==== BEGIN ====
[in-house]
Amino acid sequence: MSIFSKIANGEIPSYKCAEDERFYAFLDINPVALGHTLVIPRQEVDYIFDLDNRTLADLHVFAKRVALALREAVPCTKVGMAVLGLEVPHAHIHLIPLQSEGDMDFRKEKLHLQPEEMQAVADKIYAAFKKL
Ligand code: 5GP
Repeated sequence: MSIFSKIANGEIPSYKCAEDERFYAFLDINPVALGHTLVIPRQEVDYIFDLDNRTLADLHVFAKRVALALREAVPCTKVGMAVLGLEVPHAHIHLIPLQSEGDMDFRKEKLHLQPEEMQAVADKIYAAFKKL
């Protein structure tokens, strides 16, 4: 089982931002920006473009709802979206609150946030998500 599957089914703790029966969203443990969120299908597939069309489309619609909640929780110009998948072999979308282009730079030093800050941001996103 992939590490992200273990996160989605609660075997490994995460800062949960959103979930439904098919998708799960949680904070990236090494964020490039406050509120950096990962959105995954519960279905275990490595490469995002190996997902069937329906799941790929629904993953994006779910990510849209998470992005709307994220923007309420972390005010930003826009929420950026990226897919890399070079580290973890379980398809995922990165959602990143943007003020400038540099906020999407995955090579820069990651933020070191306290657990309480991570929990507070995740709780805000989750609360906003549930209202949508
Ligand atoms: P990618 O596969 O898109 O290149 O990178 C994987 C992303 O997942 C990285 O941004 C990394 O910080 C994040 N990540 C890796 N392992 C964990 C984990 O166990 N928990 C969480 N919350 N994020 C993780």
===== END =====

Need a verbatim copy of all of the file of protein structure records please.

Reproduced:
[in-house]
Amino acid sequence: MSIFSKIANGEIPSYKCAEDERFYAFLDINPVALGHTLVIPRQEVDYIFDLDNRTLADLHVFAKRVALALREAVPCTKVGMAVLGLEVPHAHIHLIPLQSEGDMDFRKEKLHLQPEEMQAVADKIYAAFKKL
Ligand code: 5GP
Repeated sequence: MSIFSKIANGEIPSYKCAEDERFYAFLDINPVALGHTLVIPRQEVDYIFDLDNRTLADLHVFAKRVALALREAVPCTKVGMAVLGLEVPHAHIHLIPLQSEGDMDFRKEKLHLQPEEMQAVADKIYAAFKKL
């Protein structure tokens, strides 16, 4: 089982931002920006473009709802979206609150946030998500 599957089914703790029966969203443990969120299908597939069309489309619609909640929780110009998948072999979308282009730079030093800050941001996103 992939590490992200273990996160989605609660075997490994995460800062949960959103979930439904098919998708799960949680904070990236090494964020490039406050509120950096990962959105995954519960279905275990490595490469995002190996997902069937329906799941790929629904993953994006779910990510849209998470992005709307994220923007309420972390005010930003826009929420950026990226897919890399070079580290973890379980398809995922990165959602990143943007003020400038540099906020999407995955090579820069990651933020070191306290657990309480991570929990507070995740709780805000989750609360906003549930209202949508
Ligand atoms: P990618 O596969 O898109 O290149 O990178 C994987 C992303 O997942 C990285 O941004 C990394 O910080 C994040 N990540 C890796 N392992 C964990 C984990 O166990 N928990 C969480 N919350 N994020 C993780």